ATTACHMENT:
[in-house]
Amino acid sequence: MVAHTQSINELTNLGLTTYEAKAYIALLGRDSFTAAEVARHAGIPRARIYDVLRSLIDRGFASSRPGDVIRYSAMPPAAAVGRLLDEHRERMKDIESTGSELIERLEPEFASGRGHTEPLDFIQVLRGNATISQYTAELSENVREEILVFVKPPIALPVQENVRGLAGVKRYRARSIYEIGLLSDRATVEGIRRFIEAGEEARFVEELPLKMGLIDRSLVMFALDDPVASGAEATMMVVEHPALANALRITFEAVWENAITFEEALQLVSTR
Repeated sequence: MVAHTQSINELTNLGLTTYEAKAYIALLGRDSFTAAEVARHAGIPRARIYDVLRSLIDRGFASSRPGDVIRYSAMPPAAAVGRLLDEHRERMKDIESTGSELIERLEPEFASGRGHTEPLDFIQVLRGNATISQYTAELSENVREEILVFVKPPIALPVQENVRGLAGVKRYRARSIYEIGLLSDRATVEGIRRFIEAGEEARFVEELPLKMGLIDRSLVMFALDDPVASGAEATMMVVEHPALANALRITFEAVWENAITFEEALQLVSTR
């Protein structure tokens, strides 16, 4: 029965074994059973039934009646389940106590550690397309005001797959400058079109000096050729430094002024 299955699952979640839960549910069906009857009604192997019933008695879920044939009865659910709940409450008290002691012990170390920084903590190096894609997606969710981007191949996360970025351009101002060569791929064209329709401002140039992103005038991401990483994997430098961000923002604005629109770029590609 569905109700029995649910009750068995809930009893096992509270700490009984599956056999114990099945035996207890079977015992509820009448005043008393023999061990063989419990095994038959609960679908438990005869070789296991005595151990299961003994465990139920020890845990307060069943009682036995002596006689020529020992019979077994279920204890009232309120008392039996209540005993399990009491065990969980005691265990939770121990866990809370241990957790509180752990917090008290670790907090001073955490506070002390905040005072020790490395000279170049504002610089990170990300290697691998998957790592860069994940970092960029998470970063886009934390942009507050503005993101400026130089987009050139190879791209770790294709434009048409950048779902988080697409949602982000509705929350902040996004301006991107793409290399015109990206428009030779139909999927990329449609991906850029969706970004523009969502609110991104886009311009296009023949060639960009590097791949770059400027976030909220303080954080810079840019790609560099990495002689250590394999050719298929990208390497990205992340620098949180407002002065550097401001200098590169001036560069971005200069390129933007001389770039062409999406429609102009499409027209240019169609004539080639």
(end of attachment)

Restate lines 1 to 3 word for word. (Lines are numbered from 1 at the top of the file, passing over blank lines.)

[in-house]
Amino acid sequence: MVAHTQSINELTNLGLTTYEAKAYIALLGRDSFTAAEVARHAGIPRARIYDVLRSLIDRGFASSRPGDVIRYSAMPPAAAVGRLLDEHRERMKDIESTGSELIERLEPEFASGRGHTEPLDFIQVLRGNATISQYTAELSENVREEILVFVKPPIALPVQENVRGLAGVKRYRARSIYEIGLLSDRATVEGIRRFIEAGEEARFVEELPLKMGLIDRSLVMFALDDPVASGAEATMMVVEHPALANALRITFEAVWENAITFEEALQLVSTR
Repeated sequence: MVAHTQSINELTNLGLTTYEAKAYIALLGRDSFTAAEVARHAGIPRARIYDVLRSLIDRGFASSRPGDVIRYSAMPPAAAVGRLLDEHRERMKDIESTGSELIERLEPEFASGRGHTEPLDFIQVLRGNATISQYTAELSENVREEILVFVKPPIALPVQENVRGLAGVKRYRARSIYEIGLLSDRATVEGIRRFIEAGEEARFVEELPLKMGLIDRSLVMFALDDPVASGAEATMMVVEHPALANALRITFEAVWENAITFEEALQLVSTR